India can have a vodka future despite a whisky past: Rodney Williams

The president and CEO of Polish premium vodka brand Belvedere Vodka speaks on the evolution of the alcohol industry and millennial preferences

Kathakali Chanda
Published: Apr 12, 2019 02:26:43 PM IST
Updated: Apr 12, 2019 02:50:35 PM IST

I've been a journalist for over a decade, working across newspapers and magazines. At Forbes India, I write and edit stories on varied themes. I am a sports buff — turning to the back pages of the newspaper first— and keenly follow current affairs, pop culture and new trends at the intersection of politics, business and culture. Being an inveterate foodie, I often end up writing about it.

g_114665_rodney_williams_280x210.jpgRodney Williams, President and CEO of Polish premium vodka brand Belvedere Vodka
Image: Aditi Tailang

Q. This is the first time that a Belvedere president is visiting India. What brings you here?
The emergence of India as an important market for Belvedere and spirits in general. This country is fascinating for a number of reasons, but none more than the fact that it has one of the largest youth populations in the world. The idea that this will soon be a fount for new creativity and energy coming into the category in terms of cocktails, mixology, and the way people consume alcohol makes India important to us.

Q. India’s known to be a whisky-drinking nation. How does vodka expand its imprint here?
A lot of loyal whisky-drinkers admit to us that vodka has been a bit of an acquired taste. Maybe someone in the family or social circle forced them to drink it. The flavour profile of vodka is really approachable. For many consumers, vodka, and Belvedere in particular, is a gateway into luxury spirits and craftsmanship. We are excited about the possibility of embracing new consumers [in India] who are interested in upgrading their drinking habits as well as others who want to experiment with something new.

One of the things we find in millennials across the globe is that they are open to experimentation. About 10 to 15 years ago, a typical consumer had five key brands as his/her go-to consideration set. Today, it’s 10 to 12. People are open to new categories and we think it’s a huge opportunity to have a vodka future for India even though there has been a whisky past.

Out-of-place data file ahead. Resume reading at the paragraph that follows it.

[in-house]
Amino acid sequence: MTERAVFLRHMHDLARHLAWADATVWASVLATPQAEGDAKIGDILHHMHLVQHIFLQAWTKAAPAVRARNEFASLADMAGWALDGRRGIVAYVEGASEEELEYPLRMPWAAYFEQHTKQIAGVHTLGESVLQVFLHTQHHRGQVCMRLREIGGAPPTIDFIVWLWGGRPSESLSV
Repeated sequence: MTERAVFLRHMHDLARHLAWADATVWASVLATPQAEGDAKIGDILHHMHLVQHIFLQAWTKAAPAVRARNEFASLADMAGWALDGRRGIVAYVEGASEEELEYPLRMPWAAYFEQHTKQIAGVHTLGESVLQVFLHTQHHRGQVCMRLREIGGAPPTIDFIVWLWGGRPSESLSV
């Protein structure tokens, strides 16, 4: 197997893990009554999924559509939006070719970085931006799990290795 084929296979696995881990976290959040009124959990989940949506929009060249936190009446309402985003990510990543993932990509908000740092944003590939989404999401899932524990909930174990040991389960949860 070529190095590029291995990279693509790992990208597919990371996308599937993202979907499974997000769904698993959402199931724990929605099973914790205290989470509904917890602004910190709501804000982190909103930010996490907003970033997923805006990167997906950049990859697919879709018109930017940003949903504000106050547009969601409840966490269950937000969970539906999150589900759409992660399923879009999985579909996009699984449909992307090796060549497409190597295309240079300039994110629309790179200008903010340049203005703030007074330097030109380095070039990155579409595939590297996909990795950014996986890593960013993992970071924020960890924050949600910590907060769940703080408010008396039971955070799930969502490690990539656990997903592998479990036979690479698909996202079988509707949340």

Q. How have the consumption patterns of vodka changed over the years?
For many consumers, vodka is where they start. Globally, vodka represents 26 percent of spirits consumption, and in markets like North America it’s 33 percent; it is the biggest category, bigger than all types of whisky combined. What’s happening across all the categories is that there is a rising interest in craftsmanship: Consumers want to know where the product comes from, how it’s created and look for a premiumness in terms of quality. Because Belvedere is all natural—we have no additives, no added sugar, no emulsifier, and it’s gluten-free—the trends have come to where we’ve been all along.

Q. Given that a 700 ml bottle of Belvedere costs ₹4,500 in Delhi and ₹6,174 in Mumbai, how does the alcohol justify its super-premium tag?
Belvedere is made with rye, which imparts more flavour than many other bases, like wheat or corn or potatoes, used for producing vodka. The analogy we’d like to make is that if you were eating a sandwich made of white bread vs rye bread, the latter would impart much more flavour. The same is true in the distillation of vodka as well. What sets us apart is the idea of crafting vodka that imparts taste. For a long time, vodka was considered to be a mixing agent and valued for its neutrality of flavour. If you use rye as a base, vodka can deliver flavours, enhancing the consumption experience. Which is why we think Belvedere consumed neat is fantastic because on its own it can deliver flavour.

Q. What’s your sense of the luxury alcohol market in India?
I am still learning. But I can tell you that the world has gotten much closer because of social media, and the Indian consumer is informed and savvy about it. As a result, the evolution of luxury that we are seeing in many parts of the world is very much in evidence in India. Here, luxury is now less about screaming status and much more about the experience and creating a sense of accessibility and inclusion. The big consideration is, is there quality, is there a real story behind this, is there real justification behind the premiumness of it? And it doesn’t have to be something incredibly expensive to be worthy of appreciation. The Studio B programme [a collaborative art platform] run by Belvedere in India is a great example of that.

Q. Belvedere turned 25 in 2018. What have been some of the key milestones in that journey?
We were the first to introduce the notion of luxury vodka. In the early days of vodka in Poland and Russia, vodka was inexpensive and not so well-crafted. We worked hard to elevate the whole category both in terms of the product quality and the experience. We are the first brand to be dedicated to the super-premium category. We are also among the first to create macerations, where we take whole fruit to produce flavours.

Earlier last year, we launched the single estate series, where we took rye and planted it in two different estates in Poland: One in the north that has harsh winters and the other in the west of Poland, where the weather is milder, like Continental Europe, making rye flavours much stronger in the west than the north. If you’ve never had vodka before and do a blind tasting of the Smogóry Forest and Lake Bartężek, and Belvedere Pure, you can taste the difference in flavours. They won international awards and we are in the process of bringing them to India.

(This story appears in the 26 April, 2019 issue of Forbes India. You can buy our tablet version from Magzter.com. To visit our Archives, click here.)

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